Is magic in the classroom the norm or not? "I think magic in the classroom is overlooked and when it's harnessed that's the exception."
How often do you experience magic in your classroom? "To me teaching and learning are both magical so I experience magic quite often?"
What do you do to make this magic happen? "First, I prepare by deciding how to share myself through the material. For example, I have a natural sense of humor and I love to read and listen to music. If I can find a way to share any of my passions with my students through the mandated content, that's the first step in inviting them into a safe learning space. So when I teach social studies to 6th grade, the kids need to learn about the term, the "golden age." I introduce them to Jill Scott who wrote a song called "Living Life Like It's Golden," which I believe represents a golden age in popular music. Then I invite them to debate the properties of a golden age in history by comparing my generation's music to theirs. This leads to discussions all kinds of golden ages and gives the students ownership of the term."
What do you look for in the material you use to connect to your students? "I have to look for outside material to supplement the mediocre required texts, which gives kids facts but doesn't inspire interest. I can say honestly, that in order to connect to my students and have them connect to each other and eventually connect to the material, I have to be some kind of voice--an author's voice, a musician's voice, an artist's voice that transcends diversities and keys into common humanity."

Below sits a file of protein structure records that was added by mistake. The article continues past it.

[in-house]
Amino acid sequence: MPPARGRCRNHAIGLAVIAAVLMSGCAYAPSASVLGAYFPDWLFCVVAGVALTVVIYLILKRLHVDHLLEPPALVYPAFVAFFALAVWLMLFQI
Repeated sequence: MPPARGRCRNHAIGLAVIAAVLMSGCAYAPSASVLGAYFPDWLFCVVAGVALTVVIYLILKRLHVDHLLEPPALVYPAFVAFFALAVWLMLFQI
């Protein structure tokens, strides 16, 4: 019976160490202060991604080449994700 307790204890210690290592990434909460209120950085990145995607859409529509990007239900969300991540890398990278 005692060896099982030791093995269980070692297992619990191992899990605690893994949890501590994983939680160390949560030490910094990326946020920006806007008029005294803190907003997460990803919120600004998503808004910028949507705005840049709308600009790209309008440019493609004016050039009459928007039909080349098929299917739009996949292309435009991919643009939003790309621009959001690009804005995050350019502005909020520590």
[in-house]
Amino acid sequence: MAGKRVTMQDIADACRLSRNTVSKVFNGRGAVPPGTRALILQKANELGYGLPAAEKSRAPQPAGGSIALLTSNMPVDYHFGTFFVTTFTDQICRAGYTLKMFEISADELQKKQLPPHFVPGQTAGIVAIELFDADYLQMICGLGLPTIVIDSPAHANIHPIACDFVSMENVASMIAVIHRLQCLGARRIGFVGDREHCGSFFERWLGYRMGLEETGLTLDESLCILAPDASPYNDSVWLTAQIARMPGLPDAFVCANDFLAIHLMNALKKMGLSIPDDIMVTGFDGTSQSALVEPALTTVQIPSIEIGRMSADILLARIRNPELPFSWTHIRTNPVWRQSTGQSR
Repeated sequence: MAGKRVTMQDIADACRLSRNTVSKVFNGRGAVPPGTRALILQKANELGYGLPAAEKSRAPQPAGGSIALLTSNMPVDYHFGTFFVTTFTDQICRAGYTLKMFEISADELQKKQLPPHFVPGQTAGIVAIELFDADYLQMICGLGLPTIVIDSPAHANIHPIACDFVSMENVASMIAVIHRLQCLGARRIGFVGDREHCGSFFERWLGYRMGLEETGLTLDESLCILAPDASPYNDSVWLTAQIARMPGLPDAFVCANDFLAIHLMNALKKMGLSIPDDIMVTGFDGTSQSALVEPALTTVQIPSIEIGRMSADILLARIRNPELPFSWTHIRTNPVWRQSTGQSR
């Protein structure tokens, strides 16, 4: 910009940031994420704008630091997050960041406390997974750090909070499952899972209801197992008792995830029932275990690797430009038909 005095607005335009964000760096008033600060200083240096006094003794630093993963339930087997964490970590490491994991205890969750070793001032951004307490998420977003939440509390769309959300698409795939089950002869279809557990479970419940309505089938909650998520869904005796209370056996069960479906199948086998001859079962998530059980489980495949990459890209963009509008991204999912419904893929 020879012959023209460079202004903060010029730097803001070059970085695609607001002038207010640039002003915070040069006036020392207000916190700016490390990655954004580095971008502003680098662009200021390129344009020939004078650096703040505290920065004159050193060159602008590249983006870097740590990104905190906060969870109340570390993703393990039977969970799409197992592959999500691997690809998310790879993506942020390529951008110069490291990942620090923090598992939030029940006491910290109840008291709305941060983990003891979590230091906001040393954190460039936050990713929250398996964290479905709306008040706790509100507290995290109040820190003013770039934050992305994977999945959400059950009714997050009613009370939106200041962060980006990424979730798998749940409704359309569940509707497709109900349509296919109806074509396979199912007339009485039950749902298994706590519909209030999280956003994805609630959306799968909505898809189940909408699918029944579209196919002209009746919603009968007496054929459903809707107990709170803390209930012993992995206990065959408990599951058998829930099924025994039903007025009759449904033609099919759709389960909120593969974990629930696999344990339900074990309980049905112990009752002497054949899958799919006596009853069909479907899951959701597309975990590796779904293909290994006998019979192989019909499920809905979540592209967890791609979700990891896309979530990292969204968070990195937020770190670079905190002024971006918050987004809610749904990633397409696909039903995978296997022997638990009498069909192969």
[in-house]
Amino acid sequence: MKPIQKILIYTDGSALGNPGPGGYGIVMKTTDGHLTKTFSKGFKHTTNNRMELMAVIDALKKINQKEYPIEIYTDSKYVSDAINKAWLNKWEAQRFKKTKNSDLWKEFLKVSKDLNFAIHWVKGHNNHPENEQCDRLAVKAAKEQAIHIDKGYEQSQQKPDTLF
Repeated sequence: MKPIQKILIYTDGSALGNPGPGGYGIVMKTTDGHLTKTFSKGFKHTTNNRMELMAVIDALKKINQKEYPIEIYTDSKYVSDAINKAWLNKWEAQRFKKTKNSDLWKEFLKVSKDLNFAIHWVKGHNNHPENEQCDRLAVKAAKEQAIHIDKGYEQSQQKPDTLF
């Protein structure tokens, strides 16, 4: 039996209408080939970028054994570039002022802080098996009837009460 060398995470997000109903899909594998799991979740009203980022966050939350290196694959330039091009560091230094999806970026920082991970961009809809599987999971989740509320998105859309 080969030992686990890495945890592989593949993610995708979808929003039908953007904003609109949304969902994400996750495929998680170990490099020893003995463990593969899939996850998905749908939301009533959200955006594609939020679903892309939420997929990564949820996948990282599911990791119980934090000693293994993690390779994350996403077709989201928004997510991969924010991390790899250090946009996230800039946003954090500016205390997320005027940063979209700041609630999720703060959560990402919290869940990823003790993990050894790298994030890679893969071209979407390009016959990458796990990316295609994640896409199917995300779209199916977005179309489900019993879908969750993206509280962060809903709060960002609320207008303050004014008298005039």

How have you used the Nonfiction Minute? "When we were learning about the Medieval Period in history, I used the Nonfiction Minute called "Gong Farmers." I then posted the link on my class page with the warning, "Read at your own risk. This is disgusting. I don't want to talk about it."Of course, most of them read it but then I had them lead a small group discussion about some of the pros and cons of the feudal system from the peasants' perspective. And several children brought up the idea of a gong-farmer and explicitly explained what the job entailed while I barely contained my composure."
Pam, you are an exemplar of what I call the "artist teacher." How do you get away with it? "I get criticized by administrators and sometimes other teachers. But parents and students give me consistently high ratings, so I persevere. I get some encouragement from my work outside the classroom. I teach teachers. I evaluate content and even provide really fun robotics to kids facing family trauma. I've never seen teaching as anything but an opportunity to share magic.”
If you are a teacher who has never experienced magic in the classroom, you must first know yourself and be fully and confidently self-expressed. Next you must be constantly on the lookout for excellent content material created by others who are also fully and confidently secure in their form of self-expression. Shared humanity is at the heart of it all.